What we want to do is study the particulars of one particular family or town in the "big picture" of the world. Instead of a history of Eisenhower and his D Day invasion, we want to write about our man in the trenches.


Bruce Catton, a fine historian, said:
"Everything that we do in America is built on the lives of people we ourselves never saw. Our home, food, clothing, school, jobs, the games we play and the songs we sing, the very ideas we have about ourselves and the world we live in all these have grown out of the things millions of Americans did in a time before our own. When we try to find out how those people lived, we are really trying to find out what we ourselves are all about. So it is important to learn what those earlier Americans did. It can also be fun, because they did some interesting and exciting things."

Extraordinary heroes are best made from ordinary folk. He served in 3 wars.
Milton Rubincam, one of the deans of American genealogy:

Genealogy For All People, NGSQ, vol. 66, no. 4, Dec. 1978

“The theme of this Conference is “Genealogy for All People.” At one time interest in ancestors was considered almost exclusively the prerogative of social climbers and snobs, of sweet little old ladies running around to boast of their royal forebears, and of elderly gentlemen who delighted in telling of their descent from revolutionary War generals (who were probably buck privates, if they served at all). There were charlatans who fed upon the desires of gullible people…”

He goes on to recall the history of American genealogy. He mentions some of the ‘ridicule’ :
- the ‘very odd lineages’ accepted by lineage societies
- groups for royal bastards (yes, it’s for ‘all people’)
- the ‘slipshod work’ done before the era of standards in the field
- George Washington’s line being traced to the god Odin
- a rich family given 2 choices for their famed forefathers (each was wrong)
- a family connected to Attila, and a Roman senator who crossed the Atlantic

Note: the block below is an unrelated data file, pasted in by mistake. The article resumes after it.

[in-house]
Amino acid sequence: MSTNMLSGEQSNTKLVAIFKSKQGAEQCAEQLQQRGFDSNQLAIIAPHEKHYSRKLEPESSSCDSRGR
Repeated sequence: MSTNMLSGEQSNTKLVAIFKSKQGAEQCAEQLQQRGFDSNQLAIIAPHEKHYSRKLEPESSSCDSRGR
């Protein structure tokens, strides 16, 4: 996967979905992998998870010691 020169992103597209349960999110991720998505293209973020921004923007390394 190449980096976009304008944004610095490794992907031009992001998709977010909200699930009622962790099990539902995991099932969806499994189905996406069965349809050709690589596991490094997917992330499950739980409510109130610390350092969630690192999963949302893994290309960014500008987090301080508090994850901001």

I hope we can carry his banner again. I’ve started over a dozen Groups to promote accurate research, but still have daily bugs and see a lot of duplication and haphazard growth. These first two comments, however, are very encouraging. Thanks.
Well said. I am in total agreement with this. I am much more excited about the stories of my pioneer ancestors and the hardships they went through to pursue their dreams than I am to the nebulous claim that one of my ancestors descended from royalty. Whether true or not, it's so far removed from who and what I am as to be almost incomprehensible and totally unimportant. Interesting maybe, but meaningless. I have many ancestors who came during the pilgrim years, though NOT on the Mayflower. Most of them go unremarked in history, yet their stories are fascinating to me, and give me a sense of connection. People seem to need to elevate themselves by association. While I think it's exciting and fun to find famous ancestors, I never forget the legacy of all the thousands of everyday people who led to me being who and what I am.
This would be a great idea for a new GenealogyWise group! I'm also a bit sceptical of all these people related to the Mayflower pioneers, American Presidents and British Royalty. I've yet to find anyone in my paternal family who is even remotely famous, in general we were all labourers and small time farmers.